have been unable to find it.



So many federal programs insist that you be employed or receiving unemployment insurance prior
to upgrading and retraining. Perhaps, this program, although, and I believe from reading it very quickly, does
it expire April 29th? The jobs will last from January 1st until April 29th. So, this short-term period may
enable some of these people to get into a retraining program that is unavailable to them at the present time
because they aren’t working.






One of the key things that we notice from the release is that none of us believe nor want to believe
this to be a long-term solution to unemployment. Well, I think we all agree with that. For the people who are
unemployed and not able to get unemployment insurance benefits, they will welcome this opportunity because
it is a job. However, there is the other side of it that the government was elected with a promise to find
permanent full-time meaningful jobs. This, perhaps, is a band-aid when we need the permanent jobs that we
are speaking of.



After several months of looking into the job situation in Nova Scotia, I would hope that the Minister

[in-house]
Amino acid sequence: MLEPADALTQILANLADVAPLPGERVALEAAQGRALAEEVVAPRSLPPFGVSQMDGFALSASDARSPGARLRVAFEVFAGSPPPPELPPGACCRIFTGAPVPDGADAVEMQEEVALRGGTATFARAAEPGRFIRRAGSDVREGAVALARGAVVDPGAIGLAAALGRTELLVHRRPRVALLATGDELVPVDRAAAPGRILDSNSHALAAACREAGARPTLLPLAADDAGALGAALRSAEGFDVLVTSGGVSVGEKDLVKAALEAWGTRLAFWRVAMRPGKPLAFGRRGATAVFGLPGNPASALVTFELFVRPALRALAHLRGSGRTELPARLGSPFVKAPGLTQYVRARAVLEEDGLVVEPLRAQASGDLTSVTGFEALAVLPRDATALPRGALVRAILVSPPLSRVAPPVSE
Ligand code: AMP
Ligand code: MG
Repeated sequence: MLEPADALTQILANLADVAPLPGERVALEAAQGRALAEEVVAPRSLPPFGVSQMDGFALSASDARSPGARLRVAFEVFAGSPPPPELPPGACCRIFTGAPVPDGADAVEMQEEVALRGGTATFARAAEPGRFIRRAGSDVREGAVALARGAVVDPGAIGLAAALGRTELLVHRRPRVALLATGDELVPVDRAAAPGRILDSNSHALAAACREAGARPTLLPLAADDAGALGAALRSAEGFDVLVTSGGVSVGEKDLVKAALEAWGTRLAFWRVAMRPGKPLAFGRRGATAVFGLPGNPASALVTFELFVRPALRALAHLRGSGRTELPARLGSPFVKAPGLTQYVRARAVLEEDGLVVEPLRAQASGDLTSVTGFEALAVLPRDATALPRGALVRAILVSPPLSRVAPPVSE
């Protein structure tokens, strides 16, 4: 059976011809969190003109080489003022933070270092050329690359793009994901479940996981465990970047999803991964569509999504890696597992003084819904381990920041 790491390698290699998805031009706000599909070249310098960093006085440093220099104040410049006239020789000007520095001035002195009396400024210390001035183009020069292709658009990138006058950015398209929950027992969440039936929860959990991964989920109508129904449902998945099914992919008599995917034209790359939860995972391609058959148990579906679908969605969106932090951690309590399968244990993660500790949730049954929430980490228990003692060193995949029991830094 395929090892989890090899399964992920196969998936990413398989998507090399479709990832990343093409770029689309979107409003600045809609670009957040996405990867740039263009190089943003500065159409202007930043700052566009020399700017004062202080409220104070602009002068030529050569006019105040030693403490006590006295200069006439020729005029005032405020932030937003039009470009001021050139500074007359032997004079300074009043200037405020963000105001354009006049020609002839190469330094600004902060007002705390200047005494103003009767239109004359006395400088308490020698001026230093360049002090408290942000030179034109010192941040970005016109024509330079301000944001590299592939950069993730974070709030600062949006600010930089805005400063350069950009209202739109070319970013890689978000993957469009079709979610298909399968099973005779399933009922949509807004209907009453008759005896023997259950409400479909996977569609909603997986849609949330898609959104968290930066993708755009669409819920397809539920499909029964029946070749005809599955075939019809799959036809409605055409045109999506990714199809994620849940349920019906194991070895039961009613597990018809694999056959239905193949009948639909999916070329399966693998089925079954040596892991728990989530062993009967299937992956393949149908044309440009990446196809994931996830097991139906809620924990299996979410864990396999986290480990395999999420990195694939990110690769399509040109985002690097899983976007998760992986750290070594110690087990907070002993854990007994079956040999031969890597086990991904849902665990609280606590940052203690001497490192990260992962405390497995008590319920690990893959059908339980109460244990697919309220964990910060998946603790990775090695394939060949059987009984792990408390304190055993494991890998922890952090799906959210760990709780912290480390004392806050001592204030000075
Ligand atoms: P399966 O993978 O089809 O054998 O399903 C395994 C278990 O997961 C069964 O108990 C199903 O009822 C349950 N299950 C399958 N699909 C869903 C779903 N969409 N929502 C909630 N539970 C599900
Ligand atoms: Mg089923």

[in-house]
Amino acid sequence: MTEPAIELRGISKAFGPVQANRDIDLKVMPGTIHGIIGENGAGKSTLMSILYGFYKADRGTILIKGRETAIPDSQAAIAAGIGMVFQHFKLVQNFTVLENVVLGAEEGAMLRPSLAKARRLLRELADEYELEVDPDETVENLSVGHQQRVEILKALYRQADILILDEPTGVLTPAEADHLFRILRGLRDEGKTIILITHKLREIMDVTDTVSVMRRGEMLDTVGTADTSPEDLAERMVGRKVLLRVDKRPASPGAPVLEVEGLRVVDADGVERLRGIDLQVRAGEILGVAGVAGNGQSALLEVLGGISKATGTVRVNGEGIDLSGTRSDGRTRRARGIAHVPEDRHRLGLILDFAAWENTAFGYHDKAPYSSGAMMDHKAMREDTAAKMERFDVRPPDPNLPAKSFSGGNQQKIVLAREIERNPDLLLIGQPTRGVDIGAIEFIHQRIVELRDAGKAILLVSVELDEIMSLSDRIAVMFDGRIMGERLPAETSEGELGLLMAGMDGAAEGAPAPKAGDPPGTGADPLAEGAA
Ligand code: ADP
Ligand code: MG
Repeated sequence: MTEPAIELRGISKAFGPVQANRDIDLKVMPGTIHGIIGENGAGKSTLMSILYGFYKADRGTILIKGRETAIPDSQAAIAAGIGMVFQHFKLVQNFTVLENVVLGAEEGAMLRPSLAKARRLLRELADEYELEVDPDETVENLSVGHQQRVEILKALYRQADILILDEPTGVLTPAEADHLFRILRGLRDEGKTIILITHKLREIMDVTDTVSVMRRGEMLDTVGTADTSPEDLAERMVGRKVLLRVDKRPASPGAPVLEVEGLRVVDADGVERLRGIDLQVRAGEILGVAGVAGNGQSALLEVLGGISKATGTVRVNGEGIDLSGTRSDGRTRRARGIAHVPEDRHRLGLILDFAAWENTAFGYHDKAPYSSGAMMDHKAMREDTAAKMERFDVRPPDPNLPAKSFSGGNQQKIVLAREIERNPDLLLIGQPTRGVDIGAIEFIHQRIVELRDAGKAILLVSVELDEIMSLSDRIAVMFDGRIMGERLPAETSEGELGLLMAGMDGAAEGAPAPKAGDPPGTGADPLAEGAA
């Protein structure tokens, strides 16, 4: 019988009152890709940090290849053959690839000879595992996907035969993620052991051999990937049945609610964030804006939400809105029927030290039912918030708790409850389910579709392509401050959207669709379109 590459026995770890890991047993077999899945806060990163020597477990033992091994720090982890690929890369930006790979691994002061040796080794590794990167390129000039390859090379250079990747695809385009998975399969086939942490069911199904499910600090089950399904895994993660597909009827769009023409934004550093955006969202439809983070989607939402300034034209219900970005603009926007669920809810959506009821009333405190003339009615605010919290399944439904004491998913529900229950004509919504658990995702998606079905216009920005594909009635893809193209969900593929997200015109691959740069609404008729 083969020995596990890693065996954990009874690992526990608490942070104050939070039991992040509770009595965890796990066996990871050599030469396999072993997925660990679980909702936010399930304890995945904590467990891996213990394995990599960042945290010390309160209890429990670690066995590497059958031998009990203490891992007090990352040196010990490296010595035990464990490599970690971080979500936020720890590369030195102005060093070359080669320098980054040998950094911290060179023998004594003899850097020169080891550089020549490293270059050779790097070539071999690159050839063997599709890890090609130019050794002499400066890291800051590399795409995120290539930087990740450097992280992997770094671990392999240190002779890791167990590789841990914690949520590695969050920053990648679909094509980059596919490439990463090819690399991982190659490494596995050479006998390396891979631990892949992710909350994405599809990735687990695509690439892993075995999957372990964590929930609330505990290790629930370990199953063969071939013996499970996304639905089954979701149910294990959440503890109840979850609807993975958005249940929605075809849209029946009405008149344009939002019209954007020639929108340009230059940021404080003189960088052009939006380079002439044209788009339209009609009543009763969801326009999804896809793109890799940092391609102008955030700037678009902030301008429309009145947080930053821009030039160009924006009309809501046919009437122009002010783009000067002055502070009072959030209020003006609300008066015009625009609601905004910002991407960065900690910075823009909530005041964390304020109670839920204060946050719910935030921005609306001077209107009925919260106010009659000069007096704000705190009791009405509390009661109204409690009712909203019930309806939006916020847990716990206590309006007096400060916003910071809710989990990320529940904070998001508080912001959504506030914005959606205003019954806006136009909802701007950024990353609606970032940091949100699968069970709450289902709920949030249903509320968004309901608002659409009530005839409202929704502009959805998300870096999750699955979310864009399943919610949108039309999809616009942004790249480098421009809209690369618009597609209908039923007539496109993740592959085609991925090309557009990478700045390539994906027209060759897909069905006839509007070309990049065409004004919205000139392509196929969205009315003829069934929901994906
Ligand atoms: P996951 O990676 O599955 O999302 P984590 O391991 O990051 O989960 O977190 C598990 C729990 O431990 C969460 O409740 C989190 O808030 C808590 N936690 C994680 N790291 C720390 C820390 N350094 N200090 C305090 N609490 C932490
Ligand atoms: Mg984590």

for the Economic Renewal Agency will have a method, some ideas to convey to the people of Nova Scotia that
will create full-time meaningful jobs for Nova Scotians. This is kind of a stopgap and something that will be
most welcome by those who are unemployed. However, I do not feel that it is the solution to the Nova Scotia
unemployment problem, nor do I feel that it is anything new or anything different that hasn’t been tried before
by other governments. Most of these make work projects, they only last for four or five months and then
everything is back to normal.



So, I hope that while this four or five month period is in place that the Minister for the Economic
Renewal Agency will put his shoulder and the shoulder of new redesigned department to the wheel and create
a province where employment will be created in the private sector for long-term and meaningful jobs. This
is not a solution to our problem and it has been something that governments have tried before and usually we
are no better off after than we were before it started.



MR. SPEAKER: The honourable member for Halifax Atlantic.



MR. ROBERT CHISHOLM: Mr. Speaker, I welcome the announcement by the minister. It is difficult
without any notice effectively to make an adequate response but let me just say a couple of things.